Obesity is an established risk and prognostic factor for multiple breast cancer (BC) subtypes. Epidemiologic studies suggest that weight loss via bariatric surgery results in metabolic reprogramming that reverses systemic aberrations as well as the protumorigenic effects of obesity; however, data on the effects of nonsurgical weight loss interventions in obese women remain inconclusive. We previously established that diet-induced obesity (DIO) increases tumor progression in murine models of basal-like BC. The purpose of this study was to determine if surgical and dietary weight loss interventions could effectively reduce obesity-associated tumor progression. Our first experiment directly compared mammary tumor growth following weight loss in DIO mice. Female C57BL/6 mice were randomized to a low-fat control (CON; 10 kcal% fat) diet or DIO regimen (60 kcal% fat) for 15 weeks. DIO mice were then randomized to either remain on DIO diet (DIO-DIO) or initiate weight loss either via vertical sleeve gastrectomy (DIO-SURG, with concurrent switch to control diet) or switch to control diet without surgery (DIO-DIET). CON mice remained on the 10 kcal% fat diet throughout the study. Eight weeks later, all mice were orthotopically injected with E0771 basal-like mammary tumor cells and were euthanized when tumors from the DIO-DIO group reached 1.5cm3. Body weights were not significantly different between DIO-SURG and DIO-DIET mice but both groups weighed significantly less than DIO-DIO mice. Compared with CON mice, tumor burden was not different in DIO-SURG mice but was significantly greater in DIO-DIET mice, suggesting that surgical weight loss more effectively reverses the protumorigenic effects of obesity than a low-fat diet. We next sought to determine how the anticancer effects of calorie restricted diets compared with bariatric surgery. Another group of female C57BL/6 received DIO diet for 16 weeks, then randomized to the same CON or DIO-SURG interventions as above, or to receive one of two calorie restriction (CR) diets—chronic CR (DIO-CCR; 30% daily calorie reduction) or intermittent CR (DIO-ICR; 14% calorie reduction 5 days per week, 70% calorie reduction on 2 nonconsecutive days per week). At time of tumor collection, DIO-SURG, DIO-CCR, and DIO-ICR mice weighed significantly less than DIO-DIO mice; however, only DIO-CCR and DIO-ICR mice achieved body weights significantly lower than CON mice. Tumor weights were significantly reduced in DIO-CCR and DIO-ICR fed mice, relative to CON mice, while tumor weights of DIO-SURG mice were intermediate. Moreover, multiple linear regression indicated weight loss, irrespective of intervention, was the strongest predictor of tumor mass. Our results in a murine model of basal-like BC suggest that weight loss via CR regimens (CCR, ICR) and, to a lesser extent, bariatric surgery, mitigates the pro-tumorigenic effects of obesity.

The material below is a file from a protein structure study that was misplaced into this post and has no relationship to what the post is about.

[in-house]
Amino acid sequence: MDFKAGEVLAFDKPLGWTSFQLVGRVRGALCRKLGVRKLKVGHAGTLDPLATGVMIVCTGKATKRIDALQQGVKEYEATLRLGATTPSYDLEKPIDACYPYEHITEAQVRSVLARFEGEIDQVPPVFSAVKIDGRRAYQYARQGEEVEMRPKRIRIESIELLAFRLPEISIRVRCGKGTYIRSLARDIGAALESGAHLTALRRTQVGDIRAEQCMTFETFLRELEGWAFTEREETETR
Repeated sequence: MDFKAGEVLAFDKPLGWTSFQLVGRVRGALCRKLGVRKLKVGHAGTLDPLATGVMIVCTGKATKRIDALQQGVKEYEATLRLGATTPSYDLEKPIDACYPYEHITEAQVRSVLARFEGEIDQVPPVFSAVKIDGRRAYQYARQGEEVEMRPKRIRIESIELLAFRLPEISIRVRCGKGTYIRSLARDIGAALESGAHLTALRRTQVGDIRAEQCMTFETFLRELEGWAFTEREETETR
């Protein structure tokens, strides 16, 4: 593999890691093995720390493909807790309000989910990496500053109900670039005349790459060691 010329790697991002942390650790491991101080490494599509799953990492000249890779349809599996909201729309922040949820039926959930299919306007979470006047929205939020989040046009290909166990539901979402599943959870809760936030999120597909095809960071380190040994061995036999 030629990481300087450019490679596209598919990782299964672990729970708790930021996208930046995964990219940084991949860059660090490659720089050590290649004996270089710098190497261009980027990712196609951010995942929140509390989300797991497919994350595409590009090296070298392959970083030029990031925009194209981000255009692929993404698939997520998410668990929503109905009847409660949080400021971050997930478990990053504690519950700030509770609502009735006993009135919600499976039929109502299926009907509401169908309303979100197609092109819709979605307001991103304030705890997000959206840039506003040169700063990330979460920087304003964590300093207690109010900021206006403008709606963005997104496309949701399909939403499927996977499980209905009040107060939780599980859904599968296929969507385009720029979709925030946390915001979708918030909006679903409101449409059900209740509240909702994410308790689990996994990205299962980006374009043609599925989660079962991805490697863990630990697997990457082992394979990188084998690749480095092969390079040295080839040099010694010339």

Citation Format: Kristina K. Camp, Emily Rossi, Tori L. McFarlane, Steven Doerstling, Subreen Khatib, Elaine Glenny, Michael Coleman, Laura Bowers, Erika Rezeli, Randy J. Seeley, Alfor G. Lewis, Joel Parker, Anthony Fodor, Farnaz Fouladi, Stephen Hursting. Calorie restriction reverses the tumorigenic effects of obesity to a greater extent than bariatric surgery in a murine model of breast cancer [abstract]. In: Proceedings of the American Association for Cancer Research Annual Meeting 2021; 2021 Apr 10-15 and May 17-21. Philadelphia (PA): AACR; Cancer Res 2021;81(13_Suppl):Abstract nr 2576.